A concise description of how doubled dies occur
by J. T. Stanton, N.L.G.
When the term doubled die is used, we are commonly referring to
a coin which has a doubled or partially doubled image, letters, and/or
numbers. However, a doubled die is actually a die which exhibits
this doubling, and any coin struck from this die will exhibit this
doubling. The correct terminology for the resulting products of doubled
dies would be doubled die coins.
How Doubled Dies Occur – The Hubbing Process
So that we may understand how the doubling occurs on the dies themselves, we must first take a look at the hubbing process; the production of the dies.
Once the coin design has been approved, it is then modeled on plaster in relief (positive), just as it will appear on the coin. The next step is to coat the plaster with epoxy resins to create a surface hard enough to withstand the next process. This epoxy coated model is called a galvano. The galvano is usually 12 to 15 inches in diameter.
The next step is to reduce the design on the galvano to the actual size
of the coin to be produced. To accomplish this, the Mint uses a Janvier
Transfer Reducing Machine. This machine, operating on the principle of
a fulcrum, will trace the design on the galvano. This is accomplished by a
long metal arm with a tracing stylus on one end as the galvano rotates.
The tracing will be transferred to the opposite end, where a sharp cutting
tool is positioned. This cutting tool will be carving the design exactly
as it is traced from the galvano onto the end of a steel bar. This steel
bar will usually be about 2 inches in diameter, and tapered so that the
end being cut will be the actual size of the coin to be produced. The
steel bar will also be rotating, however at a slower speed, so that the
design being traced from the galvano will be properly transferred. The
process will usually be duplicated at least once to ensure proper
sharpness of the design. Once complete, the steel bar will become what is
known as the master hub (sometimes called “hob”), with
the design again in relief, as it will appear on the finished coin.
The master hub is then placed into a hydraulic press, known as a hubbing
press, opposite another blank steel bar. These steel bars, usually
about 6 inches long, are hardened steel. Several hundred tons of force
will be applied as the master hub and the raw steel bar are brought
together. This process will “squeeze” the design on the master
hub into the steel bar. After one impression, the new steel bar will be
taken to an annealing furnace, where it will be heated to extreme
temperatures to soften the steel for the next impression. When cool, the
new steel bar will again be impressed with the master hub. This process,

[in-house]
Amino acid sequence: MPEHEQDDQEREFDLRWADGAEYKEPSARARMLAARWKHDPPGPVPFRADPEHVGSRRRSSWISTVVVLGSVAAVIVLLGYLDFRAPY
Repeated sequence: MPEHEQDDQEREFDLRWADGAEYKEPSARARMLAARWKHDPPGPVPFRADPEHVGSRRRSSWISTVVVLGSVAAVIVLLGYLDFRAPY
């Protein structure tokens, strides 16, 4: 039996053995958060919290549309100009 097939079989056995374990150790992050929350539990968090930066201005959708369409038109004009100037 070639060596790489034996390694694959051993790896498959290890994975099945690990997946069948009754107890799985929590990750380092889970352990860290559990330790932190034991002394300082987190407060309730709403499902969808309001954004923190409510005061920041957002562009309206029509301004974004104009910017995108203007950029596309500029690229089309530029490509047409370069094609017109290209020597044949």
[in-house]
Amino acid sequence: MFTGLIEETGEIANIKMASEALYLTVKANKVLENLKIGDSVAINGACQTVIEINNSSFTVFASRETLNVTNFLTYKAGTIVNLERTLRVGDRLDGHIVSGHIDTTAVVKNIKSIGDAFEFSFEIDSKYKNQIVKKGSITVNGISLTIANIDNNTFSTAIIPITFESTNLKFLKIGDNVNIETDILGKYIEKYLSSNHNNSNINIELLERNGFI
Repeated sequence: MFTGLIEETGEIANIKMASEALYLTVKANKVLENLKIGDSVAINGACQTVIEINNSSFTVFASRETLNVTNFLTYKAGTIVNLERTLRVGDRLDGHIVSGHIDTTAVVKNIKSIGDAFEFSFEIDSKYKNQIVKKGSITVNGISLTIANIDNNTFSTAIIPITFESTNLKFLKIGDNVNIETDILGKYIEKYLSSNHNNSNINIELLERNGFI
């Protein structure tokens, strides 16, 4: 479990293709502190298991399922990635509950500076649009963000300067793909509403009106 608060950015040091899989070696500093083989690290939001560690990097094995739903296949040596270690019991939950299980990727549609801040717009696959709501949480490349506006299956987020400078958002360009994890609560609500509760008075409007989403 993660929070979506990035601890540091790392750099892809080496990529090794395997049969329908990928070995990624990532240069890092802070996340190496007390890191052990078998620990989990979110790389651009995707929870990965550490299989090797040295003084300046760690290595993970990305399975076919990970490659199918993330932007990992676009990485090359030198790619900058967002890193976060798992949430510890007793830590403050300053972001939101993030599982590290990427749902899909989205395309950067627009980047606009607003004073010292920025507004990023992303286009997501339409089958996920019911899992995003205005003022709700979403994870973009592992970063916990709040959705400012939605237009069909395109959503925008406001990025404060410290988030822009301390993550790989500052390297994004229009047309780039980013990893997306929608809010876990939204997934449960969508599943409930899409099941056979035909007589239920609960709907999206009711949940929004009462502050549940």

known as hubbing, must be performed at least twice to bring the
design up to the desired sharpness. Once the desired sharpness of detail
is achieved, a master die will have been created, with the design
incused (mirror image). Depending upon the design and denomination, the
hubbing process may need to be repeated as many as 15 times. This is the
first point at which doubled die can occur.
There is generally one master hub produced, and possibly two master dies. The master die will create a working hub, again in the same manner asdescribed above (hubbing), and with the design in relief as it will appearon the coin. Working hubs are used to create working dies, with thedesign incused (mirror image). Generally, several working hubs will beproduced, and hundreds of working dies. Doubled dies can occur during any of the above mentioned hubbing operations if the die and hub are not nproperly aligned.
The sequence then is as follows:
1. Design approved
2. Plaster model
3. Plaster model epoxy coated (galvano)
4. Reducing machine to produce master hub
5. * Master hub produces master dies
6. * Master dies produce working hubs
7. * Working hubs produce working dies
8. Working dies produce coins
* Doubled dies can occur at these stages
The Classes of Doubled Dies
There are currently eight different types or classes of doubled
dies listed. These different classes are described and named based upon
the method in which the particular doubled die occurred.
It is important to use the correct terminology. “Double die”
would represent two dies, and as you know, we are dealing with a single
die, with a final product which has a doubled (past tense) image,
so therefore, doubled die is the correct term.
It is also important to note that in the descriptions that follow, we
often refer to the hub entering the die when explaining how the various
classes of doubled dies occur. We chose this explanation for simplicity,